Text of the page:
Once you have the perimeter fenced, subdivide it into paddocks. More smaller paddocks are better than fewer large paddocks but you can keep subdividing as you go.

I figure a maximum sustainable grazing rate of ten pigs per acre. See the sticky:

http://www.homesteadingtoday.com/li...53-pasturing-planting-rotational-grazing.html

We are going into this because the market around us is pretty thin when it comes to purchasing quality pork that was raised in a pasture based system.
Just raise for yourself, family and friends the first year. Grow slowly. There is a lot to learn. Get infrastructure in place. Get your feet muddy.

We will be experimenting with a few different breeds the first season.
You can't learn a whole lot about a breed from just a few animals. I would not worry about what breed the first year. Just get some pigs. Reserve now with a deposit at a breeder because in the spring you likely won't be able to get any quality piglets since everyone and their brother wants them then.

We would like to get 2-3 feeders of 3-4 different breeds and see what works best for our situation on this land.
Read through the old threads on this forum. This sort of plan gets discussed a lot.

Is it possible to have 6-10 hogs of different breeds living happily together in a paddock?
Yes. They don't care much.

Currently the biggest hurdle is the land owner's previous experience with pigs. He's worried that they will have a negative impact on his blueberry business next summer by keeping people from coming out due to the smell.
Properly pastured pigs should not smell bad at all. We have about 400 pigs on our farm out on pasture. It doesn't smell piggy. If you confine them, if you don't use real pasturing, if you don't do rotational grazing then you'll produce a dirt lot situation and that will smell bad. Avoid that. Learn about managed rotational grazing. It is key.

You may find these articles useful:

http://sugarmtnfarm.com/2013/09/25/south-weaning-paddock/

http://sugarmtnfarm.com/2007/10/12/how-much-land-per-pig/

I can't emphasize enough the 'grow slowly' mantra. Ease into things. We have a lot of pigs on pasture. Success comes from a lot of little factors involving animal genetics, pasture quality, forages, soils, management and then there is processing, marketing and delivery to the customer. If you're going to be selling meat then you'll need to get licenses - check with your state department of agriculture for details as it varies state to state.

Be in it for the long haul because it takes time to learn the details.

Cheers,

-Walter Jeffries
Sugar Mountain Farm
Pastured Pigs, Sheep & Kids
in the mountains of Vermont
http://SugarMtnFarm.com/
 

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Discussion Starter #5
Walter,

Thanks for the response. I think that when we get started with only 4 pigs next spring, we will quickly realize why we need to move slowly. I have been in contact with a couple of local-ish folks and as soon as we get the go ahead from the land owner, we'll be putting a deposit in.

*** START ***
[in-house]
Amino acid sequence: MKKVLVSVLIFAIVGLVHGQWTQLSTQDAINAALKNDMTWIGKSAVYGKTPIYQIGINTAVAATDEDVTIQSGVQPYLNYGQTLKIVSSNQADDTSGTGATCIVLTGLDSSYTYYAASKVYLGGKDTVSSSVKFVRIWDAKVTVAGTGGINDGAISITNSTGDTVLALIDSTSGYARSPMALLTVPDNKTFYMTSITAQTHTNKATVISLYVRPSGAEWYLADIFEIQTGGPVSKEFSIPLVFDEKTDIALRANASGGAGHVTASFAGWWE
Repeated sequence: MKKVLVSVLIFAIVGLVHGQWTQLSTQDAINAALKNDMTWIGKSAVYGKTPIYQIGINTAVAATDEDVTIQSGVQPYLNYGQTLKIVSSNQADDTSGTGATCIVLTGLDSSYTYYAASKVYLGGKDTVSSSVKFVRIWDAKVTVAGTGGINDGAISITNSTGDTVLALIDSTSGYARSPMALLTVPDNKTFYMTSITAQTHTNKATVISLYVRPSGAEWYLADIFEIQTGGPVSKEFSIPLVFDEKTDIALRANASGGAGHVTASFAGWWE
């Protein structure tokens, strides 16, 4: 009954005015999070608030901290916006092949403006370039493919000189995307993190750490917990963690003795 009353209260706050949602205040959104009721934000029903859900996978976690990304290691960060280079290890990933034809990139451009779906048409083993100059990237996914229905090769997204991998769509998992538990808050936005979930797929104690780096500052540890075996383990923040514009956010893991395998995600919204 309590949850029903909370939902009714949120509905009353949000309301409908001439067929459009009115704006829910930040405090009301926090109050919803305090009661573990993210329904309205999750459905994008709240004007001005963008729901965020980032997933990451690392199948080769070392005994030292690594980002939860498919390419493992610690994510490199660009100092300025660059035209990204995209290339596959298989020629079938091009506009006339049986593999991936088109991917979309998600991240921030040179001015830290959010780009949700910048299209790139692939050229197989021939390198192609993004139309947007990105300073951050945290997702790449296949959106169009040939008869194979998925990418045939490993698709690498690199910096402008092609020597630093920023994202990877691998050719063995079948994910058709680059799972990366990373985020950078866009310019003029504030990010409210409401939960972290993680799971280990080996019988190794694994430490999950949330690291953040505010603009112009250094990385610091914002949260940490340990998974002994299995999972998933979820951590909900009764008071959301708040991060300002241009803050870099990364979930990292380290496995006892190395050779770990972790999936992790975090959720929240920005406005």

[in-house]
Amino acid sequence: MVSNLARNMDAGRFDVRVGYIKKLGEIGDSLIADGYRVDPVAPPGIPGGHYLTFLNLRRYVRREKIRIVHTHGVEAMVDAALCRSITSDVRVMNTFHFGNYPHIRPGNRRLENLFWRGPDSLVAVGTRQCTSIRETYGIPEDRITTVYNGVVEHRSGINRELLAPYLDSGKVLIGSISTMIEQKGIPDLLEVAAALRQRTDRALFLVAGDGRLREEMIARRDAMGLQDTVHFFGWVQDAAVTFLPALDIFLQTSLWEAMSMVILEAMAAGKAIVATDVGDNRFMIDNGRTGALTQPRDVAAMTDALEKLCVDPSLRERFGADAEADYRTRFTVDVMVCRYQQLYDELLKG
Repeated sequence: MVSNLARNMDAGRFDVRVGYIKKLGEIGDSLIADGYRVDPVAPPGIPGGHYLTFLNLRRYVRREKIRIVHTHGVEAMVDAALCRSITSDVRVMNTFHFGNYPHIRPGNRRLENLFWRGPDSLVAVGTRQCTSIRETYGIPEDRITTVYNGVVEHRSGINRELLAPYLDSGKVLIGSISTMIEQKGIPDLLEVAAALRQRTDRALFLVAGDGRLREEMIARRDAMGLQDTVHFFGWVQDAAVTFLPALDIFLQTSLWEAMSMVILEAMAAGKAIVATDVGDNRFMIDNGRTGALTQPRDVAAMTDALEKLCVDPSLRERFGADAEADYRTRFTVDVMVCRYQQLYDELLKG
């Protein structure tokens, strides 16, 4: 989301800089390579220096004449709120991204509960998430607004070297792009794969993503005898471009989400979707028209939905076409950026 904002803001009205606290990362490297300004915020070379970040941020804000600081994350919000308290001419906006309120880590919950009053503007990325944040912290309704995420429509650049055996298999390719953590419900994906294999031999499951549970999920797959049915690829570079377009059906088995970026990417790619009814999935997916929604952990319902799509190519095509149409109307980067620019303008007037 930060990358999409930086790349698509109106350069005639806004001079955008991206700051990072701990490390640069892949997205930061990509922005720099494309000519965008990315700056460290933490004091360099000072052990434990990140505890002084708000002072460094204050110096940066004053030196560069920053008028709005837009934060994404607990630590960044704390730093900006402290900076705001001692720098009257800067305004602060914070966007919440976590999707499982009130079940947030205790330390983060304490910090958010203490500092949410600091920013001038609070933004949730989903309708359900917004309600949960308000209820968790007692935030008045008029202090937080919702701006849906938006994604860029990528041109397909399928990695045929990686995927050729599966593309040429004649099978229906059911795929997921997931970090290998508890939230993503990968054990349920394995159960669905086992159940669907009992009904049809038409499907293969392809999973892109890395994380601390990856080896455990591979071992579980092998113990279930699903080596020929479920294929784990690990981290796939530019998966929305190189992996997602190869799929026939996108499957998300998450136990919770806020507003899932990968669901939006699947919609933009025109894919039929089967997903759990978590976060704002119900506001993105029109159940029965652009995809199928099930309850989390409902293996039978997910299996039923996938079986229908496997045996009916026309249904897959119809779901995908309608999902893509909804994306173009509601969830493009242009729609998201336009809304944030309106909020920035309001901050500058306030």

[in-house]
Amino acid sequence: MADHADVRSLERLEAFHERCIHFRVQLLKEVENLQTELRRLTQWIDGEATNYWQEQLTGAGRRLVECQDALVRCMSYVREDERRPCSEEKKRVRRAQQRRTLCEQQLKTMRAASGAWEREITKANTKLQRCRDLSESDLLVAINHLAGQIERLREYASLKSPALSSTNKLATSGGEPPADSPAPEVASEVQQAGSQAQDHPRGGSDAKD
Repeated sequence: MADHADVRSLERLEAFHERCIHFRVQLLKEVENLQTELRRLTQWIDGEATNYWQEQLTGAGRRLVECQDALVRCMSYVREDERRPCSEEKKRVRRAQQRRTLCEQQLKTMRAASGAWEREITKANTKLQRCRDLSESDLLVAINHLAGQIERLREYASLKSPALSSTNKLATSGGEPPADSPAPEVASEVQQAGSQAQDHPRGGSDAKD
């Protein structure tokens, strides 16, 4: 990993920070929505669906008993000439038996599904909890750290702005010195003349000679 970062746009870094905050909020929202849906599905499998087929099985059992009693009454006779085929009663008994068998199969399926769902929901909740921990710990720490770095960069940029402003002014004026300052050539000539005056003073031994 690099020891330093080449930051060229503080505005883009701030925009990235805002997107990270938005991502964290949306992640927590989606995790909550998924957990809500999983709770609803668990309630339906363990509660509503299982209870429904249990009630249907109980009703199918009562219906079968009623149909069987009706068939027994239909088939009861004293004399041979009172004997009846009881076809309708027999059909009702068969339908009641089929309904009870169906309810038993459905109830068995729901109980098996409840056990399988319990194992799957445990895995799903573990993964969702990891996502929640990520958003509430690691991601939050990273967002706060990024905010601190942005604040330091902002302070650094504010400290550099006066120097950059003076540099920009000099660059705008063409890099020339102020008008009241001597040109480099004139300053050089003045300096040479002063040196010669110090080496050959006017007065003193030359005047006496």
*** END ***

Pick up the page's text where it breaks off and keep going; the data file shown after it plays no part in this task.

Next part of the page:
Thanks for the links too. The forage that is currently in the pasture is pretty mediocre, so we need to work on that. We will be intensively managing the rotation and look forward to learning alot about it.
 

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I disagree on the breed, I would get a heritage pig right from the start b/c :
Raising a 250-300# hog is a lot different then a 1000# one.
Meat does taste different.
Heritage hogs are more docile in my opinion and they forage better.
If you want to continue after a year you will already have starter hogs/sows.
I like AGH but would love to have Ossabaw (sp?)Island and Kune Kune pigs
 

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Janis, it takes a _long_ time for a pig to get to 1,000 lbs and most never will even of the big breeds. Sows only get up to 800 to 900 lbs after many years of growth. If you just want smaller pigs, slaughter them earlier. Feeders can be slaughtered at any age and breeders can be kept just to the size you want. Many of our sows are only 300 to 400 lbs. This also lets you rotate your genetics faster to improve your herds faster.

By the way, heritage breeds don't mean small pigs. Yorkshire, Large Black, Tamworth and Berkshire are all heritage breeds. They are also all large breeds and they're not rare because they're successful. They grow quickly on pasture getting to market size in six to eight months. Yorkshire is one of the oldest breeds. Yes, the pink pigs.

The taste of the meat comes not from the breed but the feed. Feed is stored in the fat, which is affected by breed, age and calorie levels. Feed for flavor. Lots of scientific research on this topic. The 'chef taste tests' for marketing by various groups are not science so don't pay attention to those - they're just trying to claim their favorite breed is best. There is no best, just different for different circumstances.

-Walter